Water in Hawaiʻi is a public trust resource, protected under the state Constitution and Water Code.
Plantations diverted many Hawaiian streams to water sugar cane and pineapple fields, drying out and destroying the native life and Hawaiian communities connected with those streams. Now that plantations are in decline, the water can be restored to the native streams.
Government agencies, including the Water Commission, have a duty to protect and restore ecological uses, traditional and customary Hawaiian practices, recreation, and scenic values.
Hui o Na Wai ʻEhā and Maui Tomorrow, represented by Earthjustice, are working before the state Water Commission and in the courts to uphold the public trust, stop wasteful water diversions, and restore the Waiheʻe, North & South Waiehu, and Waikapū Streams, and Wailuku River (also known as ʻĪao Stream). Together, these waterways are traditionally known as "Nā Wai ʻEhā" or "The Four Great Waters" of Maui.
Legal Cases & Victories
- Flows Restored To Waimea River And “Grand Canyon of the Pacific”: The State of Hawaiʻi’s Commission on Water Resource Management approved a historic agreement on April 18, 2017, that resolves a complaint Earthjustice filed in July 2013 on behalf of community group Pōʻai Wai Ola/West Kauaʻi Watershed Alliance to protect the “Grand Canyon of the Pacific” and restore stream flows to the Waimea River on Kauaʻi Island. Under the agreement, tens of millions of gallons of water each day will be restored to the Waimea River and its headwaters, and no diversion will ever be a total diversion again.
- Turning the Tide of History for Wailuku River and Waikapū Stream: Under a settlement approved by the state Commission on Water Resources Management in April 2014, the two companies diverting waters, Wailuku Water Company and Hawaiian Commercial & Sugar, agreed to restore up to 10 million gallons per day (mgd) to Wailuku River (also known as ʻĪao Stream) and 2.9 mgd to Waikapū Stream. On October 13, 2014, water returned to the two streams that had been diverted for more than 150 years.
- Maui Streams Flow Again: After years of essentially being drained dry and left for dead, two legendary streams on the Hawaiian island of Maui—Waiheʻe River and Waiehu Stream—came back to life. Fresh clean water from West Maui's mountains is once again flowing to the sea, breathing life into the plants and animals along the way. (August 16, 2010)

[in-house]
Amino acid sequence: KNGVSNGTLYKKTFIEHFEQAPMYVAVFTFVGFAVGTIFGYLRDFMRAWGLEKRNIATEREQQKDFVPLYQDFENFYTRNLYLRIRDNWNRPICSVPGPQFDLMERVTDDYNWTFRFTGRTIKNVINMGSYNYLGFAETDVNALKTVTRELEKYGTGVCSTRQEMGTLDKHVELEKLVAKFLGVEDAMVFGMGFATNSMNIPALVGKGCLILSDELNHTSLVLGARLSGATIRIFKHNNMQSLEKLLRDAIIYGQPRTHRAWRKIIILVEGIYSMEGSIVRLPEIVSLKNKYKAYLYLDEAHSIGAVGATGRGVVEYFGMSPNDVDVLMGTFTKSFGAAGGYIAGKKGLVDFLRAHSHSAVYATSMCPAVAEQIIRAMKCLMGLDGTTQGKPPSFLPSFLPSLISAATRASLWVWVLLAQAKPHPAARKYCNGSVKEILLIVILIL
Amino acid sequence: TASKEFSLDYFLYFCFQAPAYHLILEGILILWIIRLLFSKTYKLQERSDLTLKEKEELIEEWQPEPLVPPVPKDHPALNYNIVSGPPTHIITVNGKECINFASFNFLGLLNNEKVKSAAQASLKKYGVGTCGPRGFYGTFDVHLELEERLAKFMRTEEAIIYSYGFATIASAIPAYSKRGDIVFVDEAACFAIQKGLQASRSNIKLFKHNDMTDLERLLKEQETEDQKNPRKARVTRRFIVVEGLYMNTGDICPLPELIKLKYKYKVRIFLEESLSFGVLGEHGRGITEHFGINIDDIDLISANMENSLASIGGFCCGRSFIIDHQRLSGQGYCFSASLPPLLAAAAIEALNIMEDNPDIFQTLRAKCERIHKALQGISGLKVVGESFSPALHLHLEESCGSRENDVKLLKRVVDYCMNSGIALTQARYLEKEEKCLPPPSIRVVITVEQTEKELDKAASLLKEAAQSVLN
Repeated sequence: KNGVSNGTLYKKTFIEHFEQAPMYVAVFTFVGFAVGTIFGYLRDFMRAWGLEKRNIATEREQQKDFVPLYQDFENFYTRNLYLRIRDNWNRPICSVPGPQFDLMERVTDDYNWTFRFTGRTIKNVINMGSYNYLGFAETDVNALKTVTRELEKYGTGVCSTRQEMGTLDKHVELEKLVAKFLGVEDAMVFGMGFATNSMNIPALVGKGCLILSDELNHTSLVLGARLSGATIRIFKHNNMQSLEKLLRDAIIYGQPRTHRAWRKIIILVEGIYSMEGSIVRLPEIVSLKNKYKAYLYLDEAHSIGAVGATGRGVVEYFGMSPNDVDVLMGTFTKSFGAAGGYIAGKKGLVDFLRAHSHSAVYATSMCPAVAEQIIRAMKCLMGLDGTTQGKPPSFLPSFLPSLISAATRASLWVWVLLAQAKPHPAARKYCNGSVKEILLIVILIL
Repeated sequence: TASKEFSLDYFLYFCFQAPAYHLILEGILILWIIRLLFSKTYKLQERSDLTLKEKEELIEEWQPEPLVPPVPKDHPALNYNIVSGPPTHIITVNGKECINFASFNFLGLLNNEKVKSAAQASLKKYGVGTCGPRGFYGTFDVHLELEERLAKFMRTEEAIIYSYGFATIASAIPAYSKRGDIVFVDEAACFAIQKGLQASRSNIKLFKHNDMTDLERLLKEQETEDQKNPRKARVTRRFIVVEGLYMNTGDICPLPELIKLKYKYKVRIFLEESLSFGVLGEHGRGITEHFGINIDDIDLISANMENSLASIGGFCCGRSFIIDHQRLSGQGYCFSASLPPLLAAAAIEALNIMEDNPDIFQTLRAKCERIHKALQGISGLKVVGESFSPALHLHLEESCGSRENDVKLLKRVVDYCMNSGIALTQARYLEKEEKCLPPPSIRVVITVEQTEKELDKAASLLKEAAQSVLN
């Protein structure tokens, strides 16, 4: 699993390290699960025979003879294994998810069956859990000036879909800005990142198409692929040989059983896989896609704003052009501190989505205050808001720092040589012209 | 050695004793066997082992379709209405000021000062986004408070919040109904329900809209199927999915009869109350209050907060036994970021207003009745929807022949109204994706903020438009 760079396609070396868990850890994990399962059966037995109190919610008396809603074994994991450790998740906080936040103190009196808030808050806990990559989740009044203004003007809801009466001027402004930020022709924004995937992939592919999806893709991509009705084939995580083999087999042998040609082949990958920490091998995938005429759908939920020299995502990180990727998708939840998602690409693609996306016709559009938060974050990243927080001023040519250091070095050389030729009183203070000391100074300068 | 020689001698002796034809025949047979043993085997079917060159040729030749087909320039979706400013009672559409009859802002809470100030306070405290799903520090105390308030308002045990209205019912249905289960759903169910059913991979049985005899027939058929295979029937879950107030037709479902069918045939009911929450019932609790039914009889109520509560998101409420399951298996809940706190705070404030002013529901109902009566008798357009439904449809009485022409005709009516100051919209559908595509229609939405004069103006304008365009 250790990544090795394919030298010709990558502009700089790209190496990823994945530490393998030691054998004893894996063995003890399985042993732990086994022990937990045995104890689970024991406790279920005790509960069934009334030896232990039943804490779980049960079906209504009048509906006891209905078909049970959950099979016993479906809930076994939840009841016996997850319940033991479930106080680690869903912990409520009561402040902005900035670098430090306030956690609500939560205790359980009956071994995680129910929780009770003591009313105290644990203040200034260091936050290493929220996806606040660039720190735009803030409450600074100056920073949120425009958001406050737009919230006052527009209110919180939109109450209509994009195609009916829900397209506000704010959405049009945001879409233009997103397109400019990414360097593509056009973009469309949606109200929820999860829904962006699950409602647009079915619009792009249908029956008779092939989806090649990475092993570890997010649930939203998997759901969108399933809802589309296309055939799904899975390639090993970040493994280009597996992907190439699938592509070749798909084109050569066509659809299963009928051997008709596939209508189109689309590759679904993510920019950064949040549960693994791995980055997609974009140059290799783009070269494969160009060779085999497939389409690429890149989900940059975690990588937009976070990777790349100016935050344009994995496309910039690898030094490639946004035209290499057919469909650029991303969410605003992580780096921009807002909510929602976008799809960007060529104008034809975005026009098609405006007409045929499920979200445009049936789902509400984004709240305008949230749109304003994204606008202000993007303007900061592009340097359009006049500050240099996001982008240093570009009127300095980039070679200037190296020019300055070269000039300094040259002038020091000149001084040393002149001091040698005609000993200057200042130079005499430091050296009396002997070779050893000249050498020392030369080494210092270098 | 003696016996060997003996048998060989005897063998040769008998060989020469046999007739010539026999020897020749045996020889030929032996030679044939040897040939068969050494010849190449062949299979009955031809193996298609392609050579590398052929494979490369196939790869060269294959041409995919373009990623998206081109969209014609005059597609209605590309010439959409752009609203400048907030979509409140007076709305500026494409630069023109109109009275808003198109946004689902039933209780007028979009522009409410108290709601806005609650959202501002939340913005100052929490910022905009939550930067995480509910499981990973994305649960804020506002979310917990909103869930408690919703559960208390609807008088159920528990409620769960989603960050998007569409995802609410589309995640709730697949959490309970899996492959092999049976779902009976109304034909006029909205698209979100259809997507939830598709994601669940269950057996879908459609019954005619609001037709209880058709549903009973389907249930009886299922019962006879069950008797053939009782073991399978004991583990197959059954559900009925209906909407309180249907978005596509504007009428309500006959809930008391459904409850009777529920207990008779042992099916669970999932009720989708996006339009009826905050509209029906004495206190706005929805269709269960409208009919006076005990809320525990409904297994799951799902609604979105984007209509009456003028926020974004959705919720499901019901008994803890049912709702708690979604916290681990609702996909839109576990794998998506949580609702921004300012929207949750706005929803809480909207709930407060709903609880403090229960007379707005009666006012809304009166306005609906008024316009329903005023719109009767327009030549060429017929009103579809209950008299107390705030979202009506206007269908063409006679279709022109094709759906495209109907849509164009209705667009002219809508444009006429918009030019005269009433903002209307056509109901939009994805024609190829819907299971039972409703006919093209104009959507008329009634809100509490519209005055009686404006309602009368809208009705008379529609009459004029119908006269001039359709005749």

- Citizens And County Of Maui Settle Lawsuit Over Streamwater Treatment Plant: The County of Maui and Maui community groups Hui o Na Wai ʻEha and Maui Tomorrow Foundation, Inc., represented by Earthjustice, announced the settlement of a lawsuit challenging the Environmental Impact Statement ("EIS") for a proposed water treatment plant that would take water from streams that are under dispute in an ongoing Maui water rights case. (July 21, 2010)
- Central Maui Stream Restoration: Earthjustice petitioned the state Commission on Water Resource Management to establish instream flow standards that would sustain beneficial instream uses, such as ecological protection, Native Hawaiian practices, recreation, and scenic values in Central Maui. (July 6, 2010)
- Returning the Water to Nā Wai ʻEhā: A proposed decision by the Water Commissioner of Hawaiʻi would restore 34.5 million gallons a day to Nā Wai ʻEhā, about half of the diverted flows. (January 29, 2010)
- Settlement Will Help Restore Maui Streams: In December 2005, Earthjustice—on behalf of two Maui community groups, Hui o Na Wai ʻEhā and Maui Meadows Homeowners Association—announced a groundbreaking resolution of litigation over ground water from the ʻĪao aquifer. (August 31, 2006)
Video: Water Writes
Water Writes is a series of 10 collaborative mural projects in 10 cities across the globe. The theme of water connects the participating communities and documents the current local and international water crisis. In 2011, Water Writes created a large mural at Honolulu Community College, chronicling the importance of restoring stream flow to Hawaiian communities. Learn more about the making of this mural.
Video: In The News
In 2012, the Supreme Court of Hawaiʻi heard oral arguments on the ongoing battle to ensure that the waters of Nā Wai ʻEhā are available for traditional and customary Hawaiian practices. ʻŌiwi TV produced this video feature, featuring interviews with Earthjustice attorneys Isaac Moriwake, Kapua Sproat and clients on this case. This feature is presented in the Hawaiian language.
"`A `ohe hana nui ke alu `ia."
("No task is too big when done together by all.")